The National Kids Safety Week is held every third week of June, and this year is no exception. For those who haven't heard of it, yes, it's a real thing. In fact, it was mandated as Presidential Proclamation 1307 by then President Gloria Macapagal-Arroyo in a bid to promote road safety among children.
This year, in celebration of the National Kids Safety Week, Safe Kids Worldwide Philippines has partnered with various government agencies and elementary students in order to launch the Coalition of the Child Road Traffic Injury Prevention Program.
The program was launched in order to increase awareness on road-related injuries as well as to help make roads safer for children, particularly those walking/traveling to and from school. According to the Department of Health (DoH), two kids die every day in Metro Manila alone due to the road-related accidents. In fact, DoH says it is currently the leading cause of death among children, beating out deadly diseases such as dengue.
“Road safety is a shared responsibility. In as much as the government has the responsibility to design and implement laws that protect lives and prevent injuries, individuals and road users — kids and their parents — we have a responsibility to adhere to the laws as a condition of use,” said DoH undersecretary Dr. Ronaldo Domingo.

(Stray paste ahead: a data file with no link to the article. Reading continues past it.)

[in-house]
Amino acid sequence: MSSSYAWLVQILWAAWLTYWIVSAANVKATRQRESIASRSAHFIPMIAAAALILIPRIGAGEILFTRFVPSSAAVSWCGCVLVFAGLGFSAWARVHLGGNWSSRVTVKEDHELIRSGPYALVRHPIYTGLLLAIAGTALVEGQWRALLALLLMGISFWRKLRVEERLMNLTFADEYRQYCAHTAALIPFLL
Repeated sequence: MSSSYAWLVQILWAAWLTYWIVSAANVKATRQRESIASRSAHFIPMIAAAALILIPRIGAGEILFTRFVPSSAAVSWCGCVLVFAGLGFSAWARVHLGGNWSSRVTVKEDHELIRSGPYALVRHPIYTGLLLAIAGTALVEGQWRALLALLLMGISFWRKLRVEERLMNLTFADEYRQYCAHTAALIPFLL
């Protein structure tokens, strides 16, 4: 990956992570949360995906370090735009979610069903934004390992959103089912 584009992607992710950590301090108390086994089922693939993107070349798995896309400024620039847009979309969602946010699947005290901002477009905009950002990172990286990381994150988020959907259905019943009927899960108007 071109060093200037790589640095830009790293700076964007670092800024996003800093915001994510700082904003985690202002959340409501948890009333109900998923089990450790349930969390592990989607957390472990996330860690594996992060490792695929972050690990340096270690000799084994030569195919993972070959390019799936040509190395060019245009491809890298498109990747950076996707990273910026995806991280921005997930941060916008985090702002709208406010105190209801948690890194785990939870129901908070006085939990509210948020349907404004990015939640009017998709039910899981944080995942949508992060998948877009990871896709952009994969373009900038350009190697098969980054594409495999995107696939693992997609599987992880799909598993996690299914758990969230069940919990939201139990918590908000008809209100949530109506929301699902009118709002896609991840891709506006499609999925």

While motorists do play a big factor in keeping the streets safe, Domingo states that pedestrians should also use the roads properly. Rather than simply crossing any street or walking on the road, pedestrians should use the designated crosswalks, sidewalks and overpasses both for their own safety, as well as the children.
As motorists, we also have a big responsibility towards children's safety on the road. Not only do we have to follow the rules on the road, but new laws have been put in place in order to protect children.
The most recent effort made by the government to keep children safe on the road is through Republic Act No. 11229 or the Child Safety in Motor Vehicles Act which was signed into law by Duterte last February 22. The new law aims to safeguard children and infants riding in vehicles from serious injury or death in case of an accident. The law states that children below 12 years of age should be secured in a 'child restraint system' or a child seat when on the road. No children shall also be allowed to seat in the front unless they are 150cm tall and can properly use the factory three-point seatbelt.